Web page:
On October 23, Uzbek officials announced that the third consultative meeting of the heads of state of Central Asia was postponed to 2021 due to the coronavirus pandemic. The declared justifications were the ongoing circumstances linked to the COVID-19 pandemic and impossibility of organizing large political events. However, arguably the pandemic was not the primary reason to delay the important regional gathering. The meeting was scheduled to be held in Kyrgyzstan and as recently as September, Uzbek and Kyrgyz officials were actively discussing preparations. Moreover, the regional states drafted an interstate document on friendship, good-neighborliness and cooperation for the development of Central Asia in the 21st century that was to be signed and adopted during the planned consultative summit in Bishkek in late autumn. Now the Central Asian nations are planning to consider this agreement during a meeting in Turkmenistan in 2021.
Why Was the Consultative Meeting Postponed?
While not questioning the influence of the ongoing pandemic as one of the reasons to cancel the upcoming gathering, it looks like that the major reason for the postponement decision was the unstable political situation in Kyrgyzstan. The country faced a serious political crisis after the recent parliamentary elections. The election results were invalidated by the Central Election Commission under the pressure of street protests, which included the storming of government buildings and jailbreaks of imprisoned politicians. Kyrgyz President Sooranbay Jeenbekov was pressured to resign and his duties were transferred to newly elected Prime Minister Sadyr Japarov, who had been among the politicians busted out of jail during the post-election protests. Japarov has since resigned, too, in order to run for president in January.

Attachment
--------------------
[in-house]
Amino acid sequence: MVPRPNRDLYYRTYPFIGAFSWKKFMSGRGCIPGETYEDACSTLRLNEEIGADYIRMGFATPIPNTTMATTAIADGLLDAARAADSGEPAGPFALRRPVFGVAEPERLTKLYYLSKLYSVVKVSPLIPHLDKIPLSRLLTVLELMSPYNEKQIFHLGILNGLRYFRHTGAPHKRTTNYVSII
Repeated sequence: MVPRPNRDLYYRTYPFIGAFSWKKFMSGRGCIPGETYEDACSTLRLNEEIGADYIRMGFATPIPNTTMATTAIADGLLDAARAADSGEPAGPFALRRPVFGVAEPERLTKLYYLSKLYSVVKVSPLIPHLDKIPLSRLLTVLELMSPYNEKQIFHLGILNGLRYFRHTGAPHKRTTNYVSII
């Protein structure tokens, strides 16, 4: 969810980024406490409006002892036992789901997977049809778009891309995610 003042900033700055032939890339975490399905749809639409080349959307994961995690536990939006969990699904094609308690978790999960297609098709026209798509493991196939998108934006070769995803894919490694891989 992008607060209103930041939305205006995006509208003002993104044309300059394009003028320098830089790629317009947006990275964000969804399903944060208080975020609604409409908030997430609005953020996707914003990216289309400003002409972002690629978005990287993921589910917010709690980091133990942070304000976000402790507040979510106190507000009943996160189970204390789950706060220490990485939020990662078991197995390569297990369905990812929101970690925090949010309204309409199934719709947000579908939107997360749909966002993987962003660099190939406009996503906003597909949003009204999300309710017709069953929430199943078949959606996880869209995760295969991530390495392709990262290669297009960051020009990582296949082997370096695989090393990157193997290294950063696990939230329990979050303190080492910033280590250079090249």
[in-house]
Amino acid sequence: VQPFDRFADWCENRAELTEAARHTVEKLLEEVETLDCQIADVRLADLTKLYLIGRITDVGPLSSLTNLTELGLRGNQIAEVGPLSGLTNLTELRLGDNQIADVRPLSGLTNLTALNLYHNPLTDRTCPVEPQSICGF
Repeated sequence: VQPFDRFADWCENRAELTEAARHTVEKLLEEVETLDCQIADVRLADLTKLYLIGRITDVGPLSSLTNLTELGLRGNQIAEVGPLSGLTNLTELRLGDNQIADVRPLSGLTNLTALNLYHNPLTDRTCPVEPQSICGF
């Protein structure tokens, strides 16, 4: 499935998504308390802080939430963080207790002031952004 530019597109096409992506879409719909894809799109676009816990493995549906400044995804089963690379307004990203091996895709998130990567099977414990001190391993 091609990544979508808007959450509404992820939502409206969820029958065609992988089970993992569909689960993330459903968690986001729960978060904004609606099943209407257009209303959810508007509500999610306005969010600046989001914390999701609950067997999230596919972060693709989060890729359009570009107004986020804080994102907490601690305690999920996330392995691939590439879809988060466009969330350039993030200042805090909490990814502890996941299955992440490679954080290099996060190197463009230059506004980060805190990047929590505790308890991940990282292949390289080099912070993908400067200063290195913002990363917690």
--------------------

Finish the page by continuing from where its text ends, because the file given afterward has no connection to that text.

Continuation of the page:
The current government needs to legitimize its role internally and internationally after conducting new parliamentary and presidential elections, the former currently unscheduled and the latter set for January 10. Therefore, it’s reasonable to believe that the other Central Asian countries decided to suspend their regional summit until the stabilization of Kyrgyzstan’s internal situation and the formation of a new government.
The second reason for the meeting’s rescheduling might be the lack of a substantial agenda. The most pressing issues for regional states, including border delimitation, border connectivity, and increasing regional trade, which were raised during the previous two consultative meetings have been mostly solved. For example, the process of delimitation and largely demarcation of the borders of Kazakhstan with Turkmenistan and Kyrgyzstan, as well as Uzbekistan’s borders with Kazakhstan, Turkmenistan, and Tajikistan has been completed. After 2016, the trade turnover of Uzbekistan with Kyrgyzstan increased eight times, with Tajikistan and Turkmenistan five times, and with Kazakhstan trade turnover increased by $1 billion. Visa regimes and border crossings have been eased, facilitating people-to-people connections and further regional trade. The sensitive issue of water resource distribution was desecuritized and transferred to negotiations between experts rather than politicians.